According to allegations, Google searches are skewed to give its own commercial interests preference in online search results.
Google’s chairperson, Eric E. Schmidt, denied this at Google’s antitrust hearing, stating, “I’m not sure Google is a rational business trying to maximize its own profits.”
Schmidt continued to compare Google to the antitrust violations Microsoft had made and said that his company wouldn’t be making that same mistake. “One company’s past needn’t be another’s future,” said Schmidt via the New York Times.
However, many in the hearing, including Nextag Chief Executive Jeffrey Katz, chief executive of Nextag, disagreed.
“But what Google engineering giveth, Google marketing taketh away,” Mr. Katz said. “Today, Google doesn’t play fair. Google rigs its results, biasing in favor of Google Shopping and against competitors like us.”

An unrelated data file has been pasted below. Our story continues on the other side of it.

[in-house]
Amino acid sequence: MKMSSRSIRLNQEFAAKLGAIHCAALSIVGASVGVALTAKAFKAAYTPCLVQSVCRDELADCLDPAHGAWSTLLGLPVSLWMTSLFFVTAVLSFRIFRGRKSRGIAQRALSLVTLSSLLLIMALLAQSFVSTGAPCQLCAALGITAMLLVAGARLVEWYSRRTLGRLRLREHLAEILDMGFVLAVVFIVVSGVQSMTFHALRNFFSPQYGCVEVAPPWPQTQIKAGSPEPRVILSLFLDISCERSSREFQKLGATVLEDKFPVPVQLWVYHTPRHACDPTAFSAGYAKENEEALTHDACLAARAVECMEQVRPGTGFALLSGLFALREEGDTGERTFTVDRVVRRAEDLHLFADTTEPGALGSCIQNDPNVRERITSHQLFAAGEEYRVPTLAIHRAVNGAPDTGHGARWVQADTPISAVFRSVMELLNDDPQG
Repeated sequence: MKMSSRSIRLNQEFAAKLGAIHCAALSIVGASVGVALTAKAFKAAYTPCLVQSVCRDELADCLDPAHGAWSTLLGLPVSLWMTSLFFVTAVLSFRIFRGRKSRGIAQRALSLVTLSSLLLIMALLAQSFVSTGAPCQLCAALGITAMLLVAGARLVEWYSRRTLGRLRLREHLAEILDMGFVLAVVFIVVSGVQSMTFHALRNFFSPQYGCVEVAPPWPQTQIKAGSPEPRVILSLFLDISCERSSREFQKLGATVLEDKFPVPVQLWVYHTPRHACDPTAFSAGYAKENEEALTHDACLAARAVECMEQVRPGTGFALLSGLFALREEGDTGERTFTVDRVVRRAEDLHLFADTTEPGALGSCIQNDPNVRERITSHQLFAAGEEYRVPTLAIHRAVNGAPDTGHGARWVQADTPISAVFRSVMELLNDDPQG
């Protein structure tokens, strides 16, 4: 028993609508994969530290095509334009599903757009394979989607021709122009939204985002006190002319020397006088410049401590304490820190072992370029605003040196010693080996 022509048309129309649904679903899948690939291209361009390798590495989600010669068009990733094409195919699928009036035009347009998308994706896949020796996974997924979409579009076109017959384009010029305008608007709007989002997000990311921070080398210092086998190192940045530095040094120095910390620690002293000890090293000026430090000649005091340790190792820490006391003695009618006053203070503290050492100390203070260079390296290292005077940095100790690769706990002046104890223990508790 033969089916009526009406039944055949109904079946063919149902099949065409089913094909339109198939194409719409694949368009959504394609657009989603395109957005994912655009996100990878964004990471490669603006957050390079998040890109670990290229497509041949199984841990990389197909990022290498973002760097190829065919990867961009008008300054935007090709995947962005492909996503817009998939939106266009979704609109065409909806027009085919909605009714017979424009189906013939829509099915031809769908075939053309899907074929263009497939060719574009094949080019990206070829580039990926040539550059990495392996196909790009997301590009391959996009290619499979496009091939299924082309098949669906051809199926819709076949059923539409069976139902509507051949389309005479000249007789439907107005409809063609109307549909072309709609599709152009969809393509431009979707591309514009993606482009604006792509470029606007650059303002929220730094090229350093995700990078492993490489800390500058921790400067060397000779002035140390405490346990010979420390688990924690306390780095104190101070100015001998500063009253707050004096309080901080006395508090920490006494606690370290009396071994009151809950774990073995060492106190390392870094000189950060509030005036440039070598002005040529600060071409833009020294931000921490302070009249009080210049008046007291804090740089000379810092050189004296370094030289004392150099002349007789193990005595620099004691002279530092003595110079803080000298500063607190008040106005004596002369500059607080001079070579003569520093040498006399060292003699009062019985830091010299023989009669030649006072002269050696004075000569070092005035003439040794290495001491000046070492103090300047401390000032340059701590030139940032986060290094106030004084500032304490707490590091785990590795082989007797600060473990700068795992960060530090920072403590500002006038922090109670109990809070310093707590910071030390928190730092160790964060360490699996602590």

Jeremy Stoppelman, chief executive of Yelp, said to the New York Times, “Google forces review Web sites to provide their content for free to benefit Google’s own competing product — not consumers,” he said. “Google then gives its own product preferential treatment.”
There is no word yet on the outcome of the hearing.
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